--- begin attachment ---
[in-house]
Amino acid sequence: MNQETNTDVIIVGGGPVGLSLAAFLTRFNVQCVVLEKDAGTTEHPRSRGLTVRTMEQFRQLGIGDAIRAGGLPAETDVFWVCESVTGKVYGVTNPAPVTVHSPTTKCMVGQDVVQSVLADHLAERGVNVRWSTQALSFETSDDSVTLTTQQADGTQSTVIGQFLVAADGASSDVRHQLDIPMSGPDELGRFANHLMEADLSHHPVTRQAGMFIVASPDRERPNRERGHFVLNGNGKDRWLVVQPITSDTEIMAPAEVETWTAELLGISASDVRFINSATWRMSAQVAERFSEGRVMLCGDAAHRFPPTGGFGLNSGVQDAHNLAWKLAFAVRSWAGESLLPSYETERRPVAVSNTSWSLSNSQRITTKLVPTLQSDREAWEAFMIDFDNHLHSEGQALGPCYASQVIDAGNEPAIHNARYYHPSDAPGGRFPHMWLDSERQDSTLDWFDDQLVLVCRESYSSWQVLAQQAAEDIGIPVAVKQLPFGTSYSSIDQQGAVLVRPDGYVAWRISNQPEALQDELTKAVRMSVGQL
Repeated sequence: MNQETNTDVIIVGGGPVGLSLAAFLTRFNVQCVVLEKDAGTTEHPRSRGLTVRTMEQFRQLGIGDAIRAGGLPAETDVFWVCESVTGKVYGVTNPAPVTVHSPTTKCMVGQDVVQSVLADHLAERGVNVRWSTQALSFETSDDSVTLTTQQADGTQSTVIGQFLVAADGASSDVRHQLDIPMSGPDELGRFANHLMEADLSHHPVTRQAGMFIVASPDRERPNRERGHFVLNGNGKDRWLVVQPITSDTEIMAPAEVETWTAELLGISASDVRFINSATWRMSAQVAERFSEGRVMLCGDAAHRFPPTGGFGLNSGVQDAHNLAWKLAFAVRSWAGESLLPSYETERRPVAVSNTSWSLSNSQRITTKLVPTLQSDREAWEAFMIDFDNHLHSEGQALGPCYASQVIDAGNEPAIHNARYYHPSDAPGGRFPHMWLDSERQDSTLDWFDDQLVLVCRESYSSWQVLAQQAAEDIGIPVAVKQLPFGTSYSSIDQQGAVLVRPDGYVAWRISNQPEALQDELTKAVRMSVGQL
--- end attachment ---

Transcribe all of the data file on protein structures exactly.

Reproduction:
[in-house]
Amino acid sequence: MNQETNTDVIIVGGGPVGLSLAAFLTRFNVQCVVLEKDAGTTEHPRSRGLTVRTMEQFRQLGIGDAIRAGGLPAETDVFWVCESVTGKVYGVTNPAPVTVHSPTTKCMVGQDVVQSVLADHLAERGVNVRWSTQALSFETSDDSVTLTTQQADGTQSTVIGQFLVAADGASSDVRHQLDIPMSGPDELGRFANHLMEADLSHHPVTRQAGMFIVASPDRERPNRERGHFVLNGNGKDRWLVVQPITSDTEIMAPAEVETWTAELLGISASDVRFINSATWRMSAQVAERFSEGRVMLCGDAAHRFPPTGGFGLNSGVQDAHNLAWKLAFAVRSWAGESLLPSYETERRPVAVSNTSWSLSNSQRITTKLVPTLQSDREAWEAFMIDFDNHLHSEGQALGPCYASQVIDAGNEPAIHNARYYHPSDAPGGRFPHMWLDSERQDSTLDWFDDQLVLVCRESYSSWQVLAQQAAEDIGIPVAVKQLPFGTSYSSIDQQGAVLVRPDGYVAWRISNQPEALQDELTKAVRMSVGQL
Repeated sequence: MNQETNTDVIIVGGGPVGLSLAAFLTRFNVQCVVLEKDAGTTEHPRSRGLTVRTMEQFRQLGIGDAIRAGGLPAETDVFWVCESVTGKVYGVTNPAPVTVHSPTTKCMVGQDVVQSVLADHLAERGVNVRWSTQALSFETSDDSVTLTTQQADGTQSTVIGQFLVAADGASSDVRHQLDIPMSGPDELGRFANHLMEADLSHHPVTRQAGMFIVASPDRERPNRERGHFVLNGNGKDRWLVVQPITSDTEIMAPAEVETWTAELLGISASDVRFINSATWRMSAQVAERFSEGRVMLCGDAAHRFPPTGGFGLNSGVQDAHNLAWKLAFAVRSWAGESLLPSYETERRPVAVSNTSWSLSNSQRITTKLVPTLQSDREAWEAFMIDFDNHLHSEGQALGPCYASQVIDAGNEPAIHNARYYHPSDAPGGRFPHMWLDSERQDSTLDWFDDQLVLVCRESYSSWQVLAQQAAEDIGIPVAVKQLPFGTSYSSIDQQGAVLVRPDGYVAWRISNQPEALQDELTKAVRMSVGQL